ABC Robin (oz2537)
About this Plan
ABC Robin. Indoor scale FF model of the British 1930s ultralight, for either rubber or CO2 power. Competition winning design.
Quote: "ABC Robin. Andy Sephton's painstakingly researched Ultralight winner for Rubber and CO2.
A COUPLE of years ago, while looking through some copies of Aeroplane Monthly, I spotted this pretty little craft hiding in an article on British Pre-War Ultra-Lights. One look convinced me that I had to build the machine; what I didn't realise at the time was that it would take nearly three years to get the beast into the air. However, it was completed in time for the 1988 Indoor Scale Champs at Alumwell, where it surpassed all my expectations by coming first in Open Rubber and third in CO2!
The model flies quite well on rubber power and with a Brown Twin up front. I see no reason why a Telco could not be used provided that the weight does not exceed about two ounces. Bear in mind, though, that there will be little power in reserve with this motor and icing-up may present a problem if the model is flown in a hall full of 'sweaty bodies'! Duration on rubber is between 17 and 20 seconds from an ROG; and with Brown Twin power, about 25 seconds may be achieved with a gas charge in a 6 cc tank, again from an ROG.
One final warning before you start on this project. The tailplane is minute at only 15% (approx) wing area, and the tail moment is small. The model is stable with the rigging shown on the plan (wing at +5 degrees incidence and tail at -1). Provided that the CG is not allowed to stray behind the point shown and your building is light and accurate, all will be well. My model required an 18gm nose block on a model of 65gms total weight.
Robin research: Finding details of the prototype sufficient to build a competition class model became my major headache for several months. A three-view appeared quickly, discovered in Flight of May 30, 1929, page 442. Whoever said 'there is no such thing as an accurate drawing of an aircraft' must have seen this one; I had to draw my own! Needing amendment were the spinner, cowl shape, windscreen, windows, strut ends, wing roots, tail skid, fin shape and elevator shape.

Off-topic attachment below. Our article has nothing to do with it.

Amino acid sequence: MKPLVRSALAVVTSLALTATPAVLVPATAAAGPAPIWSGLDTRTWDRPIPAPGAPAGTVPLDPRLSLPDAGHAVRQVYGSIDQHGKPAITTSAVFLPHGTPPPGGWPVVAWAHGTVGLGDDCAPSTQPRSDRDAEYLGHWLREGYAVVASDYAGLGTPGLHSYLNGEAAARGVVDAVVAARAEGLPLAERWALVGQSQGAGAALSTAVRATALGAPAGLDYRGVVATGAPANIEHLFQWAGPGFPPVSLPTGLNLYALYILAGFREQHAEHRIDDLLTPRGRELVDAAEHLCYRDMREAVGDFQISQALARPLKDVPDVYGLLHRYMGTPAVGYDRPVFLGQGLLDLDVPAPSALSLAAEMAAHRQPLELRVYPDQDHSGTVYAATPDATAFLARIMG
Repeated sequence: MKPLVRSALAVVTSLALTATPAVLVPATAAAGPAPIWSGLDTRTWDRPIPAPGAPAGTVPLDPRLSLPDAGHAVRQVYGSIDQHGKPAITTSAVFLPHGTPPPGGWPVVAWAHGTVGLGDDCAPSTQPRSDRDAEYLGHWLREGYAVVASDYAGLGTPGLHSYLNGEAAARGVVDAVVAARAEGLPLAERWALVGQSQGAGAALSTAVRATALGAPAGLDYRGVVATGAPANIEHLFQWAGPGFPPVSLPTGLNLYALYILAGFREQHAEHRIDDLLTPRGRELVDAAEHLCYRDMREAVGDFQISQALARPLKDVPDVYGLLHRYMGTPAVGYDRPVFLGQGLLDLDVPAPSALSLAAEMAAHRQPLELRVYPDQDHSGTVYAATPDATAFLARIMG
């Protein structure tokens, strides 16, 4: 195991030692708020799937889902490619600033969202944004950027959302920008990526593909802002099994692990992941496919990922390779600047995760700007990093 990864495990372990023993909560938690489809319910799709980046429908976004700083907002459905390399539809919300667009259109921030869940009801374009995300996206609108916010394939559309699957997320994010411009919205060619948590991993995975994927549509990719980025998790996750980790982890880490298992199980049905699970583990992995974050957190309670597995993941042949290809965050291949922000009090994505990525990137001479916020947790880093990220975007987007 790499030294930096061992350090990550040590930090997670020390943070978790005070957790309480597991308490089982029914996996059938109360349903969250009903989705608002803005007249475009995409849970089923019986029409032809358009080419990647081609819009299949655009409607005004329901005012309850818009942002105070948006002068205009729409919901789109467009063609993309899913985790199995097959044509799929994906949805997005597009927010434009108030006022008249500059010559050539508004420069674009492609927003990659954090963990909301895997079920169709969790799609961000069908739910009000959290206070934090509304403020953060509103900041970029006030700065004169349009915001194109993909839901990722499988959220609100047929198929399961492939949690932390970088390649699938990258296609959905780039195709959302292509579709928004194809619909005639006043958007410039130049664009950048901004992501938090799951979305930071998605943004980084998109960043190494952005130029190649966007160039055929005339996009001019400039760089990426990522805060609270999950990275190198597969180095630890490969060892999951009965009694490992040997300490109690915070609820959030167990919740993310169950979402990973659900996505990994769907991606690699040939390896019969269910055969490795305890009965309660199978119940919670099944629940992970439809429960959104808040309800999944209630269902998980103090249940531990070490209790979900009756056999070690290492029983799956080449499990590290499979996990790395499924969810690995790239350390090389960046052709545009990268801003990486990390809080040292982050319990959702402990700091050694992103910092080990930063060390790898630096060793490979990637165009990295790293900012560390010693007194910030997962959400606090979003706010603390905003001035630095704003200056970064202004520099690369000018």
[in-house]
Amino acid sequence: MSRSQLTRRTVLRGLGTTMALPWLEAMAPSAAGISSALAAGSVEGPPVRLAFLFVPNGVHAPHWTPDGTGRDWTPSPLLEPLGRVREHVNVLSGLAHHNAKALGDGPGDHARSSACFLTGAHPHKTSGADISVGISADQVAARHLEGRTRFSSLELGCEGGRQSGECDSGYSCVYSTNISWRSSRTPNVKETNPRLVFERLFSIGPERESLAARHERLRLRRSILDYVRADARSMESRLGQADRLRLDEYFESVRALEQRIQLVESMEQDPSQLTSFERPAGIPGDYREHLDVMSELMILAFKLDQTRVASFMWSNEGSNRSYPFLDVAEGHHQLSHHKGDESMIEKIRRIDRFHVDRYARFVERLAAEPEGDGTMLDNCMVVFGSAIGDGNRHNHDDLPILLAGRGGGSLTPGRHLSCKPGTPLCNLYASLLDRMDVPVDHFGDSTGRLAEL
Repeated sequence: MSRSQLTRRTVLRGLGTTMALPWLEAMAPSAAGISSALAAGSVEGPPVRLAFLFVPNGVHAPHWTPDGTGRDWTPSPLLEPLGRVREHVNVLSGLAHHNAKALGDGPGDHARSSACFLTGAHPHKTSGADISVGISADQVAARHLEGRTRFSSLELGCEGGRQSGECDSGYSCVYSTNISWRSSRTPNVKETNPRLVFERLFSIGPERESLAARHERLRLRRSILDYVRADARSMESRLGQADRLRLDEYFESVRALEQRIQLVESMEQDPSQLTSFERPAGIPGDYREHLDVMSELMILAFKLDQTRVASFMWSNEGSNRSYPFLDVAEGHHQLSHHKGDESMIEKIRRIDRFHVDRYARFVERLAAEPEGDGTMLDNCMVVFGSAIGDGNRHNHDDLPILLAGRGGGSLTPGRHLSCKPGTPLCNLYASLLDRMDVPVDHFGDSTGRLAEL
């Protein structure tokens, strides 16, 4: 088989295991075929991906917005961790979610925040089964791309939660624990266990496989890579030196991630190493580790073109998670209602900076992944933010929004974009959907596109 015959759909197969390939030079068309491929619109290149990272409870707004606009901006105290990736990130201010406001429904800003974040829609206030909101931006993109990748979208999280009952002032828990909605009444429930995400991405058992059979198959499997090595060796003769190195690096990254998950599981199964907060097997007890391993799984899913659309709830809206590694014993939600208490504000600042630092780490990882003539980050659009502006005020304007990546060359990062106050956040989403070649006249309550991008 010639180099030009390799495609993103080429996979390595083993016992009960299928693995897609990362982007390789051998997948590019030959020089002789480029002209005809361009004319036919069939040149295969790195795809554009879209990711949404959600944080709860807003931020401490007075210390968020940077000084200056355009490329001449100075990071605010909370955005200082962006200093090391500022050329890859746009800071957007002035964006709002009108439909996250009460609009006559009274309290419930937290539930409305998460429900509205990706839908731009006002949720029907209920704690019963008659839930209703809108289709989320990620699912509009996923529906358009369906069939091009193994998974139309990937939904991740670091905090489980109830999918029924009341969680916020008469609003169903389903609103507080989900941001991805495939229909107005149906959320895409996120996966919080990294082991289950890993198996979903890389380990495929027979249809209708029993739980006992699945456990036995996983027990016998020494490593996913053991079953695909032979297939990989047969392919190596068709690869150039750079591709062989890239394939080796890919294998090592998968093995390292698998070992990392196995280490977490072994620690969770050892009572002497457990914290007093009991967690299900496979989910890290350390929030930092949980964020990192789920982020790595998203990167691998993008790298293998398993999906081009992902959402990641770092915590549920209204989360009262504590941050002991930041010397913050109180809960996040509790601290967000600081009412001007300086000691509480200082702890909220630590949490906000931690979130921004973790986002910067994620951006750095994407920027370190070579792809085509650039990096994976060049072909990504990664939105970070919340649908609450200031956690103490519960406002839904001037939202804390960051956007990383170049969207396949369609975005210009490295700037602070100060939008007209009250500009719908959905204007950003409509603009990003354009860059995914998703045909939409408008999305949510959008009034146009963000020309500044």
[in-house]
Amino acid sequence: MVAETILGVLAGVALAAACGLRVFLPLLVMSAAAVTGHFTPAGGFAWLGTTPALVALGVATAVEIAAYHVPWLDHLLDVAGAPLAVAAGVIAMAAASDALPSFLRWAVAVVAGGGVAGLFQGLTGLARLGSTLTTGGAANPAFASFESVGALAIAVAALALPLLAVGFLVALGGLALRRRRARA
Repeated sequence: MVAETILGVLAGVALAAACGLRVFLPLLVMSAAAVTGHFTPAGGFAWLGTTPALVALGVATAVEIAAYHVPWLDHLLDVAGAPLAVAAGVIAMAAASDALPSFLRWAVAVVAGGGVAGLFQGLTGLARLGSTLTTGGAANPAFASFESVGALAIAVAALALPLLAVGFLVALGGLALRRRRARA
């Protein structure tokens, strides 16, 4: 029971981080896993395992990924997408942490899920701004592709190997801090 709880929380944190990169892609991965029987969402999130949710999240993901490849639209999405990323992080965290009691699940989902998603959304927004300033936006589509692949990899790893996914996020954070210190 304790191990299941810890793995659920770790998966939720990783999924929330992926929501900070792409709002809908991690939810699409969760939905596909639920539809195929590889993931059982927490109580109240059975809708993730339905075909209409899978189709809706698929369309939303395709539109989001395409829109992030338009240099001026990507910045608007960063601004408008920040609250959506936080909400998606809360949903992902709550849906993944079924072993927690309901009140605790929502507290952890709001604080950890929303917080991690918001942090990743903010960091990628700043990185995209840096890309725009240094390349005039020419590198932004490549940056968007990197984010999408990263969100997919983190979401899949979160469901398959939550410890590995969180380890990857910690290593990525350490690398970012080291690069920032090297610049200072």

The second problem was a little less apparent. Only one full-size Robin was built. After test flights, several modifications was made, mainly to improve stability. These included raising the line of the rear longeron, increased fin/rudder size and exposure of fuel filler caps by moving the windscreen back. In spite of an extensive search, I can find pictures only of the right side of the first version (which call Robin 1), and pictures only of the left side of the second (Robin 2). As the fine detail, such as cable guides and the lettering is different on each version, I made my first assumption: that each machine was built and coloured symmetrically.
The third block to stumble over was colouring! Aeroplane Monthly and Flight state the scheme as 'orange and black'. That holds good for most of the machine, but what colour is the cowling, and what about the vertical and horizontal tapes on the fuselage sides? More assumptions: how about silver dope for the tapes and natural, matt aluminium for the cowl? A picture of the aircraft in Aeroplane shows turnings on the cowl: I can't find other evidence of this in the many photographs picture was taken at Olympia 1929, I've ignored it as a one-off.